AMD has announced the roadmap for a chunk of its business that's critical to its effort to "transform" the company from its dependence on PCs and x86 servers: the embedded market.
Perhaps one indication of AMD's aggressiveness can be deduced from the code names of its next four embedded parts – they're all named after birds of prey: "Adelaar", "Steppe Eagle", "Bald Eagle", and "Hierofalcon".
For Reg readers – IT types as you are – it's perhaps that fourth ornithological exemplar that may be of most interest: it will be the embedded version of the 64-bit, ARM-based "Seattle" Operton server chip that was unveiled this June.
"Essentially Hierofalcon and Seattle – Seattle is the server product and Hierofalcon is the embedded product – share a lot of lineage," Arun Iyengar, VP and general manager of AMD's Embedded Solutions group, said at an AMD event on Monday. "But Hierofalcon is targeted towards the other elements of a data centre, which are the communications, networking, and storage sides."
While Seattle will feature AMD's Freedom fabric interconnects, which came to the company by way of its acquisition of SeaMicro in February 2012, Iyengar would not be drawn out on whether or not Hierofalcon would include Freedom. "We're not getting into that level of detail today," he responded to a direct question on that subject.
What he would reveal, however, was that Hierofalcon would come with four or eight ARM Cortex-A57 cores, would include 10-gigabit Ethernet and third-generation PCIe, would be baked in a 28-nanometre process, and would have a thermal design point (TDP) of 15 to 30 watts.
Embedded parts have a number of differences from their non-embedded counterparts, not the least of which is how long they will be supported by their manufacturers. Longevity is a big deal to embedded-systems manufacturers, and AMD will commit to seven-year lifecycles for not only Hierofalcon, but also its three birdy brothers.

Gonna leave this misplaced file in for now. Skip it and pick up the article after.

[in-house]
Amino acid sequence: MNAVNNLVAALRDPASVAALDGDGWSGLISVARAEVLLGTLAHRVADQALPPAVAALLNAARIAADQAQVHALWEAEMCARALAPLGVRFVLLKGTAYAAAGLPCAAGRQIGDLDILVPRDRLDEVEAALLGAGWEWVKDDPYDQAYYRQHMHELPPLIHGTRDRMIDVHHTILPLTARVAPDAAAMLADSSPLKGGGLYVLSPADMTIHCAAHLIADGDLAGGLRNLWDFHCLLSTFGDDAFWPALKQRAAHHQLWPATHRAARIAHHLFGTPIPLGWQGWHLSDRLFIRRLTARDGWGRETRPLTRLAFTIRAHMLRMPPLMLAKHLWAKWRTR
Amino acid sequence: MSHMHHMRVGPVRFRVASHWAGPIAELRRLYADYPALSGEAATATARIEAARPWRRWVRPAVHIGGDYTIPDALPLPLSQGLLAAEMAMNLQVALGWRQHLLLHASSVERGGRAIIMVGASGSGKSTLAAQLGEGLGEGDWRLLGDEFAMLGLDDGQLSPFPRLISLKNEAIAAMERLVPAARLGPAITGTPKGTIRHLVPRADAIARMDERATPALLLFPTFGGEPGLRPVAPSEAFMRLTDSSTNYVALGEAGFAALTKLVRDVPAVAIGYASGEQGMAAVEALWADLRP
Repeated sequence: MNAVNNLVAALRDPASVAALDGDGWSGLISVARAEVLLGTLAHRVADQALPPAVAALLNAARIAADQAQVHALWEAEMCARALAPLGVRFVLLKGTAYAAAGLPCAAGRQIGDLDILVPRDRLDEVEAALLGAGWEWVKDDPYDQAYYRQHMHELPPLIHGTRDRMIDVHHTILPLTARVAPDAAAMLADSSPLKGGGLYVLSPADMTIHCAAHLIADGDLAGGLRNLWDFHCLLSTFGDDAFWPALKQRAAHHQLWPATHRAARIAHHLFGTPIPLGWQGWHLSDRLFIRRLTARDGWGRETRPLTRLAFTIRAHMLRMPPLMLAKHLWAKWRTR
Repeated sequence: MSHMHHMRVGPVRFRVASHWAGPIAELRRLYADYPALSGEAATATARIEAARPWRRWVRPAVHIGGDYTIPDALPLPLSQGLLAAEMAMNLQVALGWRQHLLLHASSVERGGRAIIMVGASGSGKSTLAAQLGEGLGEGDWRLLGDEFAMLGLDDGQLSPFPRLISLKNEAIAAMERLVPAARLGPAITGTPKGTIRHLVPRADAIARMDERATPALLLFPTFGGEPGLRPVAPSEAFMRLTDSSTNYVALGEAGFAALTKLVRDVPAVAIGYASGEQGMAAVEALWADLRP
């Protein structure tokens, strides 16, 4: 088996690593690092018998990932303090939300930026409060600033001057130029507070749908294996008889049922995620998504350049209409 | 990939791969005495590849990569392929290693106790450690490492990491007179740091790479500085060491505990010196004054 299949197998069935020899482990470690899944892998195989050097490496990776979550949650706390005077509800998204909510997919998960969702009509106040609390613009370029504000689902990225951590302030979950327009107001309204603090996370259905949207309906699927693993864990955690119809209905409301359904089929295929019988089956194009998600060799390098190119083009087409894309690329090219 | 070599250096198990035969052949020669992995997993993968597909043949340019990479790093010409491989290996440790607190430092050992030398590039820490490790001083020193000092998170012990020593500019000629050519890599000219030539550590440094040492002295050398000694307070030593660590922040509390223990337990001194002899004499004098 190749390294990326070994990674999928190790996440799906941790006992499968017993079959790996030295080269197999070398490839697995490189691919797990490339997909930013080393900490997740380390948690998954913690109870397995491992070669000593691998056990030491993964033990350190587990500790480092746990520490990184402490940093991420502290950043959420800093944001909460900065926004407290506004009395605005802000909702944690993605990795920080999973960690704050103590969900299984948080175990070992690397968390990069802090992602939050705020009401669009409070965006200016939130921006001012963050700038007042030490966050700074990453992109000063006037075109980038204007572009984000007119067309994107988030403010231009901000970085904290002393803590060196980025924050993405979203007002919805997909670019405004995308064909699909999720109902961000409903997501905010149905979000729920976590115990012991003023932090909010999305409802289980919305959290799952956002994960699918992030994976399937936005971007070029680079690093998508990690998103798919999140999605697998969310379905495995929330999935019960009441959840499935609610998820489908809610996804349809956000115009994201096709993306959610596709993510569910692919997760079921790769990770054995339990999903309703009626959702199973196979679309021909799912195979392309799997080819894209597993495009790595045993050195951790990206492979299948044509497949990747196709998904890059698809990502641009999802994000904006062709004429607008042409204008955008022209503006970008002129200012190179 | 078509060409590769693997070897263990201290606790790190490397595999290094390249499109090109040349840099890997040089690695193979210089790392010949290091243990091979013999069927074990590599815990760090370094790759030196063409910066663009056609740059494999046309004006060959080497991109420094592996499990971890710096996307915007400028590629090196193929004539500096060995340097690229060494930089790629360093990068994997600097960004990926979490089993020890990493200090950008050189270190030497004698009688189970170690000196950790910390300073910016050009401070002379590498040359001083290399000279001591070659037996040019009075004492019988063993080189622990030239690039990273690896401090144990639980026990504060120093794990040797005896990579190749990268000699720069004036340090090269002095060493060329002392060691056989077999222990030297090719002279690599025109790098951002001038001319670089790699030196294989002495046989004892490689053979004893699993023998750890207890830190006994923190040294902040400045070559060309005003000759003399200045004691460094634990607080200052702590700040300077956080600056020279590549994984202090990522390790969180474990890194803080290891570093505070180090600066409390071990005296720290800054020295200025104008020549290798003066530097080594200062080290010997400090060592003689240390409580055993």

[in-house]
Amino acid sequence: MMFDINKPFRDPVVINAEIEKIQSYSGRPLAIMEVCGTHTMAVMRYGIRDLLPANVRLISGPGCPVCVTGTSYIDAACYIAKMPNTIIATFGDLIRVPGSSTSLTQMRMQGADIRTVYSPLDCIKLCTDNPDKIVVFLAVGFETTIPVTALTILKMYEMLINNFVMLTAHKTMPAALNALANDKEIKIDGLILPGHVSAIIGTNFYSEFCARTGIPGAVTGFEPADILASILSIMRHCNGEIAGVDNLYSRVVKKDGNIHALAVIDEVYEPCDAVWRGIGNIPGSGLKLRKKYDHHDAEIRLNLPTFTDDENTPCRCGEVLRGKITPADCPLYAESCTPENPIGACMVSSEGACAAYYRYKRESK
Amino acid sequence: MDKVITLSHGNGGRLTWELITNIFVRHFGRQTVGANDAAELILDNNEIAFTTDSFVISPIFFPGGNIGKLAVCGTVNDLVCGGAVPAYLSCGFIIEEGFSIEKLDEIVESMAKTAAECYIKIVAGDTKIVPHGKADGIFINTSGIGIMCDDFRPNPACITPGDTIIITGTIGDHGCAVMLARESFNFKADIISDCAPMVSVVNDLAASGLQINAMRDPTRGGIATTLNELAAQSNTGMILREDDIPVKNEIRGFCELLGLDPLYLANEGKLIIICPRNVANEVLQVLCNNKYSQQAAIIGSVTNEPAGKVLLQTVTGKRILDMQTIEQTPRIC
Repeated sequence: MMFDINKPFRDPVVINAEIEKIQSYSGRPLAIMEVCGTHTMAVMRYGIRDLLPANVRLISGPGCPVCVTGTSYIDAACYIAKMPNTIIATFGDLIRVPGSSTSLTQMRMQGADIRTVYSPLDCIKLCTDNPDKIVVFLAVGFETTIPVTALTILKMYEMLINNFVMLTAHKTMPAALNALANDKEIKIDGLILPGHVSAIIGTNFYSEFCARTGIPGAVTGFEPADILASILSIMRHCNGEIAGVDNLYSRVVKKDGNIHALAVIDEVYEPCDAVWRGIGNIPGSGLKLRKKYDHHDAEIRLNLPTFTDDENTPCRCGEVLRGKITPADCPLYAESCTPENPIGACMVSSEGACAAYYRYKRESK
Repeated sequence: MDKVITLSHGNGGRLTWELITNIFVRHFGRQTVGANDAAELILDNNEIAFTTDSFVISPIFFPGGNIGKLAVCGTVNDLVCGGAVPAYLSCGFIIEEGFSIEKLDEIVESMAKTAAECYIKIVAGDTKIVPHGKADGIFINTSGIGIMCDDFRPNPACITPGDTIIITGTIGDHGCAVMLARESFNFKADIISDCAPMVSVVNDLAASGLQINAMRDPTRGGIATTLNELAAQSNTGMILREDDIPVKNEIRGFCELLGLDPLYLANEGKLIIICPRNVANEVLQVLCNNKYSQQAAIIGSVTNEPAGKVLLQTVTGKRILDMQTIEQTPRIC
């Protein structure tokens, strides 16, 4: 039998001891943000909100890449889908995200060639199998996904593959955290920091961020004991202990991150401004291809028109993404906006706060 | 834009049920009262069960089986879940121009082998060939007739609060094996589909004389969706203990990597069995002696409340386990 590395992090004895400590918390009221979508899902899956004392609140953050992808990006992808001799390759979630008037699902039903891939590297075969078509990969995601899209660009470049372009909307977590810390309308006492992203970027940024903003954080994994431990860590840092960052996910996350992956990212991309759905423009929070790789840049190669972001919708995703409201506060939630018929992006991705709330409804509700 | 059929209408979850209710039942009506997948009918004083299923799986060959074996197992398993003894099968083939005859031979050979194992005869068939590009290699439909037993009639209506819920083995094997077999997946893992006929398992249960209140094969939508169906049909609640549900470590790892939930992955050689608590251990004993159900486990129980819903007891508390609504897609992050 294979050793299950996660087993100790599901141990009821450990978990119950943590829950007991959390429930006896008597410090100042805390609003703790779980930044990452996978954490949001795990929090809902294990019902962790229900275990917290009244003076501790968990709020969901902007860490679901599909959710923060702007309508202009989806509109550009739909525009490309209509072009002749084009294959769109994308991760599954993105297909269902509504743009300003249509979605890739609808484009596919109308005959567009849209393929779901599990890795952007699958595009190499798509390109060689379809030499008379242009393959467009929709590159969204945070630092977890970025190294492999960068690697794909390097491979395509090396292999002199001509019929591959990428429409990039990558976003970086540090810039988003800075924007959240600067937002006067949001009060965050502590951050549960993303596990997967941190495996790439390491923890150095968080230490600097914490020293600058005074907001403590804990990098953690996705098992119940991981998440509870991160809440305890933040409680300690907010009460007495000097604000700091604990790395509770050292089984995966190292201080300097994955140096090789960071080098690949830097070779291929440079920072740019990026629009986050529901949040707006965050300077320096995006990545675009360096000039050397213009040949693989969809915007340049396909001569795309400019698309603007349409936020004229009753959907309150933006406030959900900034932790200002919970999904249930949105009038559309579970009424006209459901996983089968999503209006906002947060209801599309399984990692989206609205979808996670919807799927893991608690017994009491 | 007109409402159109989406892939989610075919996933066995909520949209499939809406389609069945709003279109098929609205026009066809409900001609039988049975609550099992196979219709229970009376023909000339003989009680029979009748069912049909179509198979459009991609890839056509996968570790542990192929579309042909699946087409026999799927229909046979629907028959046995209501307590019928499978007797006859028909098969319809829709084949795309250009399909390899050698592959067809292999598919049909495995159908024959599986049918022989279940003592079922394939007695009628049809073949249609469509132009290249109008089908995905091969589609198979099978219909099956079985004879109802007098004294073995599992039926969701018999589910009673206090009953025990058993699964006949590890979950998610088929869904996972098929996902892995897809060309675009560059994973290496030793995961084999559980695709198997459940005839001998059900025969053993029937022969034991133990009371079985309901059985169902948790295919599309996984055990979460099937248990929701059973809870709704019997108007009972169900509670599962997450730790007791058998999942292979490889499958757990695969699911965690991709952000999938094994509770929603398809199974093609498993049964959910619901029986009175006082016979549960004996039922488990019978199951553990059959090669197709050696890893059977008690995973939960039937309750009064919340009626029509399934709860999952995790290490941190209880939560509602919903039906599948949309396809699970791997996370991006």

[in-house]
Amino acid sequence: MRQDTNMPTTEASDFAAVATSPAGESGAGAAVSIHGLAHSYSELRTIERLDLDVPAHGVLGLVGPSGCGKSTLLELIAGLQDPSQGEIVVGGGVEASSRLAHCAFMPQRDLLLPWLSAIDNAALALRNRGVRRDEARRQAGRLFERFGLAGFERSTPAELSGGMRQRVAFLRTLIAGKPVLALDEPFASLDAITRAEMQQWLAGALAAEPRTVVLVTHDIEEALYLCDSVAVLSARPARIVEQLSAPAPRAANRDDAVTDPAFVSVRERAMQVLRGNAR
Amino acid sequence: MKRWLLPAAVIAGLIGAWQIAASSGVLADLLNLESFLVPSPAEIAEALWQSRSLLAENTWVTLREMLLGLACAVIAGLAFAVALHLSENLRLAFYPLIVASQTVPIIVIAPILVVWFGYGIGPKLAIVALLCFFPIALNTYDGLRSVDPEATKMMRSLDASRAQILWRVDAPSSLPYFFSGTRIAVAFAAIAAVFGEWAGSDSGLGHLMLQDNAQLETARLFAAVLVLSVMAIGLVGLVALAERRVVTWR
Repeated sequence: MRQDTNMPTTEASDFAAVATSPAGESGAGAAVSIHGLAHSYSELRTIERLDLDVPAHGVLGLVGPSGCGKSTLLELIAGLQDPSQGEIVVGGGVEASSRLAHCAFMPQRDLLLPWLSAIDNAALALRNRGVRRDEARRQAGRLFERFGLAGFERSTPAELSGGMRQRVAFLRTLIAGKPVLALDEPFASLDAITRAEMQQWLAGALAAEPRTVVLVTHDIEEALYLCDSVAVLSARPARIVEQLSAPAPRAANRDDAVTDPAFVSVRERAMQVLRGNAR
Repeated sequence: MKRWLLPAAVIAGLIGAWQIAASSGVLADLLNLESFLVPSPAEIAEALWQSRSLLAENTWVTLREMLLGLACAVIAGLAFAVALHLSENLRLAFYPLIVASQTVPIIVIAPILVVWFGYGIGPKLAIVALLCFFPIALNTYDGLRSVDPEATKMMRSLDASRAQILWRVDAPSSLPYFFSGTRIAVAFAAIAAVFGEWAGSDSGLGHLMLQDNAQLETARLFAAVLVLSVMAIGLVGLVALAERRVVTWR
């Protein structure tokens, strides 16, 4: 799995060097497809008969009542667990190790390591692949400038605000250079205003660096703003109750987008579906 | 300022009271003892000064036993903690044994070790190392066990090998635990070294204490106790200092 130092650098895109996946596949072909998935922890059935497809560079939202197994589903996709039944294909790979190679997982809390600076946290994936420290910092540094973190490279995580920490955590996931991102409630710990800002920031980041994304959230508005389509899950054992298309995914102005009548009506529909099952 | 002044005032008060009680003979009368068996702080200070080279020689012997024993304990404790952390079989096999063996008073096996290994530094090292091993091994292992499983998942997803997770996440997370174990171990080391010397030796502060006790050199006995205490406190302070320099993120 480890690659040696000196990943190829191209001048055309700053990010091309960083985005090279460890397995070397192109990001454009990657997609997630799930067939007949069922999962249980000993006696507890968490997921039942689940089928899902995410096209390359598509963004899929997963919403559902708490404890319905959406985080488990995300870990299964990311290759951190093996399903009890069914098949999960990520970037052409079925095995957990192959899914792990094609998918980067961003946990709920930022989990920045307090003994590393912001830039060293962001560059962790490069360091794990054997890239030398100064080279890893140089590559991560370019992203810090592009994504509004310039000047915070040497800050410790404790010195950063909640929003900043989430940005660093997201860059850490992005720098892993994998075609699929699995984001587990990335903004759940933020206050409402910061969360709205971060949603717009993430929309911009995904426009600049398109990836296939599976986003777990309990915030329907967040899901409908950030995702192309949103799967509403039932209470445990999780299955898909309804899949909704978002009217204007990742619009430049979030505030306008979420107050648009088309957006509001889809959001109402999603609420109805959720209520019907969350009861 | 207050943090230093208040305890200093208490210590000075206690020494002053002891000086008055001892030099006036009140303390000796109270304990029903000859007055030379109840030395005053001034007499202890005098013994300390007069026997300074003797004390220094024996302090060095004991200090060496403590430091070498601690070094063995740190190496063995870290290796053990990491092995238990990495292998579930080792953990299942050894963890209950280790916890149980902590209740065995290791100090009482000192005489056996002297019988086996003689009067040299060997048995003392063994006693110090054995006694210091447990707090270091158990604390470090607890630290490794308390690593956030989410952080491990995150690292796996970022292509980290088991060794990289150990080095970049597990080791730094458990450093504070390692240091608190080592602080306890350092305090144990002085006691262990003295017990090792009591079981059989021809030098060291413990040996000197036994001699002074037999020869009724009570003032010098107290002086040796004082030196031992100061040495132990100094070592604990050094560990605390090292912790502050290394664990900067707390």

Among the four parts announced on Monday, Hierofalcon is the only all-new line for AMD. Adelaar, a discrete GPU, will be a follow-on to AMD's Radeon E6460/E6760 parts, will be the first embedded GPU to be built around AMD's "Graphics Core Next" architecture unveiled at the company's Fusion Summit in June 2011, and will double the 1GB of GSDDR5 memory in the E6460/E6760 to 2GB.
The low-power Steppe Eagle is a follow-on to the G-Series SoC line that AMD rolled out this April and updated in July with a lower-power part, the GX-210JA. This raptor, like the G-Series, will have two or four AMD "Jaguar" cores, but they will be "enhanced," Iyengar said, and the TDP of the lowest-power part in this line will drop to 5 watts from the 6 watts of the GX-210JA.
The 28nm Bald Eagle APU/CPU will be the highest performing part in the quartet, and will be the successor to AMD's 32nm R-Series embedded chips. Baldy will update its two or four compute cores from the E-Series' "Piledriver" to the newer "Steamroller", and its GPU will be upgraded from a Radeon HD 7000 Series to HD 9000.
Iyengar – and, for that matter, CEO Rory Read and the entire AMD braintrust – is putting a lot of stock in the company's aggressive push into the embedded market. The company has publicly stated that just a few years from now, around 50 per cent of its revenue will be from markets other than PCs and traditional servers.
And their embedded division headman appears confident that such a goal is realistic, considering the new and expanding markets from which those revenues will come.
"The specific point that we've made in terms of 50 per cent of our revenues coming from non-PC type [processors]," Iyengar said, "is it does include things such as the dense server – that's a new application, that's part of the new 50 per cent. It includes embedded, and it also includes new form factors within the client space – that's part of the new 50 per cent."
Looked at that way – and considering that "embedded" includes everything from industrial to military to medical to digital signage to slot machines to networking to communications to thin clients and more – AMD may again emerge as a potent competitor to Intel in the low-power marketplace.
But AMD is not out of the woods yet – execution, of course, will be the deciding factor. ®
Just how important is ARM to AMD's future? The number of chips – not cores, but chips – in which ARM designs appeared during 2012 gives an idea of that company's reach. ARM VP of embedded marketing Charlene Marini, who was also at the Monday event, told The Reg that 8.7 billion ARM-based chips were shipped last year. Of those, 4.1 billion were for embedded systems, the remainder being for mobile.